Wading Through Valuations

May 11, 2021

Anytime you see a major market moving event (like Covid), it will be followed by earnings estimate changes from analysts both on individual companies as well as indexes such as the S&P 500. It truly becomes a game of cat and mouse, as the analysts scramble to adjust their earnings forecasts based on information from the companies on this years and next year’s sales. The chart below shows the change in consensus of forward EPS (Earnings Per Share) over the course of the year, in each of the past 20 years.

As you can note, the change in EPS for 2020 (due to shutdowns) were over (24%) and so far, this year analysts have the 2021 Estimate at a growth rate of about 24% and trending higher. 2021 Earnings estimate is the highest revision on this chart, and I suspect if we could go back further, it’s probably the best since the Great Depression. It displays the magnitude of Covid’s impact on the economy, and how quickly things can rebound.

This leads me to today’s topic which is how do you value stocks? P/E (Price to Earnings), P/FE (Price to Forward Earnings, P/S (Price to sales), P/B (Price to Book), P/FCF (Price to Free Cash Flow), or how about the PEG ratio (Price to Expected Growth)? It sounds confusing just trying to determine which metric to use, let alone when the metric is changing so much as earnings surprise to the upside. Well, the simple answer is all of the above based on what type of company it is. Small cap companies that have the capacity to double sales in short periods of time will have a super high P/E. Some won’t have a P/E because they are not profitable yet, therefore no earnings. Some companies are in industries that are developing new products that are in clinical trials and you don’t even know what the sales would look like, while others have consistent same store sales growth, that makes predicting what their earnings will be in any one quarter much easier.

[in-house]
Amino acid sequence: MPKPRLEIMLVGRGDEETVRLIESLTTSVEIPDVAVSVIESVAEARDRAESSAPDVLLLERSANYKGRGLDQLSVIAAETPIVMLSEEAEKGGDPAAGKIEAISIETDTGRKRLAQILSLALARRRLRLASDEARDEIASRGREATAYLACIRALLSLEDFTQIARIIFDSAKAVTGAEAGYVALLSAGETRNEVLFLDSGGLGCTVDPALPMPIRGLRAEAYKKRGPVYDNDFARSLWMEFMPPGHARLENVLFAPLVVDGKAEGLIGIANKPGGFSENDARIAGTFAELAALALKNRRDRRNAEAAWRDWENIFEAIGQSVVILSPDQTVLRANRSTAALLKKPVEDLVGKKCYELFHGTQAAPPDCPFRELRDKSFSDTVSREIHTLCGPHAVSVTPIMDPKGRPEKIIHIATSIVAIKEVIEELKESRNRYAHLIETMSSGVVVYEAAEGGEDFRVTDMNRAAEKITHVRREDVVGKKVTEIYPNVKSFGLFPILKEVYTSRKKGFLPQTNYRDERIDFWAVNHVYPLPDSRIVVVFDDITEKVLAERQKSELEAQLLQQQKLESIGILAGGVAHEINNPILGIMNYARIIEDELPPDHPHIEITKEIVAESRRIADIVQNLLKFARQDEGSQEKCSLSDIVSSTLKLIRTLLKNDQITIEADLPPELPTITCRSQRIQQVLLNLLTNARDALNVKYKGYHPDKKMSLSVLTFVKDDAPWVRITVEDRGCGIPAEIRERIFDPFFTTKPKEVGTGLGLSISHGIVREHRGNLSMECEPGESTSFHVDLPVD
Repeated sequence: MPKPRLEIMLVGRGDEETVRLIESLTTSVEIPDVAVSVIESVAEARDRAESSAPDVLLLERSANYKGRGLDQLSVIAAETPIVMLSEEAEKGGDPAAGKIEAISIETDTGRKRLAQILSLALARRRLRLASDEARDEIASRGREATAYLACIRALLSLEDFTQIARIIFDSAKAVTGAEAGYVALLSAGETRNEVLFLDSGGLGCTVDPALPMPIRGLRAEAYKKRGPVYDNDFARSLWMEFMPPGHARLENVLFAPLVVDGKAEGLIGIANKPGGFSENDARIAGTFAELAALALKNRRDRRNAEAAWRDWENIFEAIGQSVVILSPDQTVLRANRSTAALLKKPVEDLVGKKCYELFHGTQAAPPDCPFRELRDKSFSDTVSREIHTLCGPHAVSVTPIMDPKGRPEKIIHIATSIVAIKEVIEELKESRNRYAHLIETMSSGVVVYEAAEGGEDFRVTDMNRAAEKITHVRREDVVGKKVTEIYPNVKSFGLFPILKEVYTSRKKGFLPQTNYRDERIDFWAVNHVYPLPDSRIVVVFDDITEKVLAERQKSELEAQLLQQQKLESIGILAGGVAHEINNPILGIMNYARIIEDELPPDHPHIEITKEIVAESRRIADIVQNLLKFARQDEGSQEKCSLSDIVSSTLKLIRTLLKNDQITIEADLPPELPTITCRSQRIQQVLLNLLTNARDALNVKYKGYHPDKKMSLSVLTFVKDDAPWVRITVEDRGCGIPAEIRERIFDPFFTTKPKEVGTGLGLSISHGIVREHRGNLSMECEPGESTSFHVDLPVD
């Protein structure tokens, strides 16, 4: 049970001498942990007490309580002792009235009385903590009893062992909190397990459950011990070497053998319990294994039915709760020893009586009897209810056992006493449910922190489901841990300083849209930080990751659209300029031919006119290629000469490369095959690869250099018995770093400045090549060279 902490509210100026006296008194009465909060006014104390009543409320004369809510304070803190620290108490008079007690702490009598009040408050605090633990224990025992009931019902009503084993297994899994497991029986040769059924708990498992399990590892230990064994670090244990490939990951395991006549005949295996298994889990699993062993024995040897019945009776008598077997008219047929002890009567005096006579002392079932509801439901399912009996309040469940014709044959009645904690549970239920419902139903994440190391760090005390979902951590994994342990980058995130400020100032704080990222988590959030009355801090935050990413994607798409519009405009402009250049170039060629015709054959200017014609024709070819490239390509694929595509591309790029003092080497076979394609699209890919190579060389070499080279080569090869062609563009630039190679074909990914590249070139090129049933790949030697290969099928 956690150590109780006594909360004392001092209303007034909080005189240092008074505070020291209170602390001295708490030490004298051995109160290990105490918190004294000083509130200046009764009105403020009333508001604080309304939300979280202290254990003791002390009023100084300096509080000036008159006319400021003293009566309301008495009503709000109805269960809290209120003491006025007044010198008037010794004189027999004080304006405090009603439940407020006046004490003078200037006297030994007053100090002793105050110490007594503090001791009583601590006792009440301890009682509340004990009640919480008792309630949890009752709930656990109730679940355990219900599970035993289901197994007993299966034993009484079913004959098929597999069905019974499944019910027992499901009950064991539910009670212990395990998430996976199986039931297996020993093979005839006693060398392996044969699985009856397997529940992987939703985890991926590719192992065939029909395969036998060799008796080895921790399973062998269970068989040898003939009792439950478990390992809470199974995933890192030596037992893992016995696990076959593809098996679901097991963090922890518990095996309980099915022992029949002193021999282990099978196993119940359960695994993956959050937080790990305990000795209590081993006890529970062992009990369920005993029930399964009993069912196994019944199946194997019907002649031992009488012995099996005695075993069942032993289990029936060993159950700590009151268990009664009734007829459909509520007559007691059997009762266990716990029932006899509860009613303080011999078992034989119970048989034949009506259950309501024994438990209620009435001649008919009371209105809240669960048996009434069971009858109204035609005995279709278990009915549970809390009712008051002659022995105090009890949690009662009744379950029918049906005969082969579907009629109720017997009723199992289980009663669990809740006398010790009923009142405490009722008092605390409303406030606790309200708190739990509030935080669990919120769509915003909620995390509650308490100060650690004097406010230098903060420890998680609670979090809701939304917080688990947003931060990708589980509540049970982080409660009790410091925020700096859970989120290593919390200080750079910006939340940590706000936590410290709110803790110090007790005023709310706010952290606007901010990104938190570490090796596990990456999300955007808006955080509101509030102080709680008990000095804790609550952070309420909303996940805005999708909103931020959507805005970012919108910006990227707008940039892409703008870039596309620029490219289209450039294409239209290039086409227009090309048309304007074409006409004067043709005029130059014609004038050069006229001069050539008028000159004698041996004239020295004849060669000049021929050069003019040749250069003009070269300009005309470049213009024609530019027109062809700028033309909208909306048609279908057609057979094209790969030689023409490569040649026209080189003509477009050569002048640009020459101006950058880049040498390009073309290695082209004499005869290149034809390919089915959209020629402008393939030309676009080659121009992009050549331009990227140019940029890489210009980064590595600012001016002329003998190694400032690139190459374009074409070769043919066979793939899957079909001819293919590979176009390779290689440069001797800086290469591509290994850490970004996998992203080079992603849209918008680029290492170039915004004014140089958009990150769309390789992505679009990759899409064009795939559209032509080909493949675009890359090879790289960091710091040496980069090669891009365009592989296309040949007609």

Uncle Ben Graham (Warren Buffett’s mentor), wrote the bible on this topic titled, Securities Analysis. For decades, this book helped some of today’s most successful investors determine which stocks to own and when. More recently however it’s losing its position as the go-to book to teach the new generation of Analysts and Portfolio Managers. Research once extremely hard to come by is now everywhere for basically free. Trading that was extremely hard for the individual investor to do is now not only easy but is offered for free at a lot of firms. But most importantly, the speed of innovation, and access to capital provides an atmosphere for creation to revenue in warp speed.

Speaking of the Oracle of Omaha, the weekend past was another of the Berkshire Hathaway shareholder meetings. Once a celebration of capitalism was again this year via Zoom. None of the fanfare of the years past where all of the products under the Berkshire umbrella got to showcase their products to the world. This year is consisted of 90-year-old Buffett (Chairman on Berkshire) and 97-year-old Charlie Munger (Vice Chairman), sitting at a desk for over 4 hours fielding questions from the investors. There’s a good clip from the meeting, click here if you want to watch some of the highlights.